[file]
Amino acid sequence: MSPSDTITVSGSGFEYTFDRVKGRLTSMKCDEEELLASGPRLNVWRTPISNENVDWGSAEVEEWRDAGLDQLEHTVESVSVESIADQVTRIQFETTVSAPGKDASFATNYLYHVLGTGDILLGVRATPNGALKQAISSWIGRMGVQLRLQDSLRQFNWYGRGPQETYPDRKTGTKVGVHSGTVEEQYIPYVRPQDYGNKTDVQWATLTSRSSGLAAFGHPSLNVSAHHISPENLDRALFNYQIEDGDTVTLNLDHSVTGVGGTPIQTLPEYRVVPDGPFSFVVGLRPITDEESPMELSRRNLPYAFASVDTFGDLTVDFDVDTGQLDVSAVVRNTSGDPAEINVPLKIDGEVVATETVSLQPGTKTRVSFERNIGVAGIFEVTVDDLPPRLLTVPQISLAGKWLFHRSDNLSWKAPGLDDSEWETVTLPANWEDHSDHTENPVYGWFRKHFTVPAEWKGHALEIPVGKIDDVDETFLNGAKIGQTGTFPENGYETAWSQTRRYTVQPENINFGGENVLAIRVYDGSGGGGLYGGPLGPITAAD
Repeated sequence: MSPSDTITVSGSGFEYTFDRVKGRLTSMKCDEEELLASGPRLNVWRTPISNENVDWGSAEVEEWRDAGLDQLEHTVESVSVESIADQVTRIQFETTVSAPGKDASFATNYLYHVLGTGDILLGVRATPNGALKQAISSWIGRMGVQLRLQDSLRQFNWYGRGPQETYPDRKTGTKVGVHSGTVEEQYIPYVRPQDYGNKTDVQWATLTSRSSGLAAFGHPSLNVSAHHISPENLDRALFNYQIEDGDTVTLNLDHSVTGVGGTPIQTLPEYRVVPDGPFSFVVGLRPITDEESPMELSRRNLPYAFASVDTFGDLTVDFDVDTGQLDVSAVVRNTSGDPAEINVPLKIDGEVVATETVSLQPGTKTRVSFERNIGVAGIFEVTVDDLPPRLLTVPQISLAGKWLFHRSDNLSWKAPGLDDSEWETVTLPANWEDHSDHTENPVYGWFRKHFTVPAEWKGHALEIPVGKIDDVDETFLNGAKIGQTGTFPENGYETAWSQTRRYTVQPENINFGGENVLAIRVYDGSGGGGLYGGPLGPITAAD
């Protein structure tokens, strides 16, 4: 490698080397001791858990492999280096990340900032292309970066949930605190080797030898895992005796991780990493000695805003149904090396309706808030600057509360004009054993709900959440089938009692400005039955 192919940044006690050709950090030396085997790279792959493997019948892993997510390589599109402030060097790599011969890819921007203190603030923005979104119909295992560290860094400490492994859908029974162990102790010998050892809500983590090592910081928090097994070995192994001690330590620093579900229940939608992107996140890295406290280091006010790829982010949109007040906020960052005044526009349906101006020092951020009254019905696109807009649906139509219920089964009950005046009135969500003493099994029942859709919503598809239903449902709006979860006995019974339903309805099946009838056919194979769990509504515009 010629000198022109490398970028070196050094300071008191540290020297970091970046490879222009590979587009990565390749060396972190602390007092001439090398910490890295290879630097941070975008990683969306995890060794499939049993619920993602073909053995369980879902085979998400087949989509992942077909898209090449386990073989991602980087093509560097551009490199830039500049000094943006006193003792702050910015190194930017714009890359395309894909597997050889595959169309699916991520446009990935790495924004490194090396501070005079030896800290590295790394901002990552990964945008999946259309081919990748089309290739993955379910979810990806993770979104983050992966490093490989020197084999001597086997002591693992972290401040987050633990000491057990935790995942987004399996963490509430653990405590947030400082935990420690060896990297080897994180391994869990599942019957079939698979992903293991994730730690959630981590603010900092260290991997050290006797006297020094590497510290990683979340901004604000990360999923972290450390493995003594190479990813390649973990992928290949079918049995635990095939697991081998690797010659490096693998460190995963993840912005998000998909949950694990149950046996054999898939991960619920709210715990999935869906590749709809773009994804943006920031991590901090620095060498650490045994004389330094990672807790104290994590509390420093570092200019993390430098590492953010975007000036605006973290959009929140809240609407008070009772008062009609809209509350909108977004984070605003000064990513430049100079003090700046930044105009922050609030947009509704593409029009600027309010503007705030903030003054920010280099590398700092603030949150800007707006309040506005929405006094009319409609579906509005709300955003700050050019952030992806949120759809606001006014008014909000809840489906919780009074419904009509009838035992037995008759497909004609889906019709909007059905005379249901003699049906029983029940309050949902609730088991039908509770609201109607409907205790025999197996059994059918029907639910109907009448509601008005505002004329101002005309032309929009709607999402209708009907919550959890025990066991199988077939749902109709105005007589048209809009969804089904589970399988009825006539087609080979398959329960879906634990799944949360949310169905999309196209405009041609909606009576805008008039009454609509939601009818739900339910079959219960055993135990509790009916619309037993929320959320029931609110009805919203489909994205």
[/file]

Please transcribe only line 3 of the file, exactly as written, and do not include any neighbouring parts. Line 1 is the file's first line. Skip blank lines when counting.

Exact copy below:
């Protein structure tokens, strides 16, 4: 490698080397001791858990492999280096990340900032292309970066949930605190080797030898895992005796991780990493000695805003149904090396309706808030600057509360004009054993709900959440089938009692400005039955 192919940044006690050709950090030396085997790279792959493997019948892993997510390589599109402030060097790599011969890819921007203190603030923005979104119909295992560290860094400490492994859908029974162990102790010998050892809500983590090592910081928090097994070995192994001690330590620093579900229940939608992107996140890295406290280091006010790829982010949109007040906020960052005044526009349906101006020092951020009254019905696109807009649906139509219920089964009950005046009135969500003493099994029942859709919503598809239903449902709006979860006995019974339903309805099946009838056919194979769990509504515009 010629000198022109490398970028070196050094300071008191540290020297970091970046490879222009590979587009990565390749060396972190602390007092001439090398910490890295290879630097941070975008990683969306995890060794499939049993619920993602073909053995369980879902085979998400087949989509992942077909898209090449386990073989991602980087093509560097551009490199830039500049000094943006006193003792702050910015190194930017714009890359395309894909597997050889595959169309699916991520446009990935790495924004490194090396501070005079030896800290590295790394901002990552990964945008999946259309081919990748089309290739993955379910979810990806993770979104983050992966490093490989020197084999001597086997002591693992972290401040987050633990000491057990935790995942987004399996963490509430653990405590947030400082935990420690060896990297080897994180391994869990599942019957079939698979992903293991994730730690959630981590603010900092260290991997050290006797006297020094590497510290990683979340901004604000990360999923972290450390493995003594190479990813390649973990992928290949079918049995635990095939697991081998690797010659490096693998460190995963993840912005998000998909949950694990149950046996054999898939991960619920709210715990999935869906590749709809773009994804943006920031991590901090620095060498650490045994004389330094990672807790104290994590509390420093570092200019993390430098590492953010975007000036605006973290959009929140809240609407008070009772008062009609809209509350909108977004984070605003000064990513430049100079003090700046930044105009922050609030947009509704593409029009600027309010503007705030903030003054920010280099590398700092603030949150800007707006309040506005929405006094009319409609579906509005709300955003700050050019952030992806949120759809606001006014008014909000809840489906919780009074419904009509009838035992037995008759497909004609889906019709909007059905005379249901003699049906029983029940309050949902609730088991039908509770609201109607409907205790025999197996059994059918029907639910109907009448509601008005505002004329101002005309032309929009709607999402209708009907919550959890025990066991199988077939749902109709105005007589048209809009969804089904589970399988009825006539087609080979398959329960879906634990799944949360949310169905999309196209405009041609909606009576805008008039009454609509939601009818739900339910079959219960055993135990509790009916619309037993929320959320029931609110009805919203489909994205």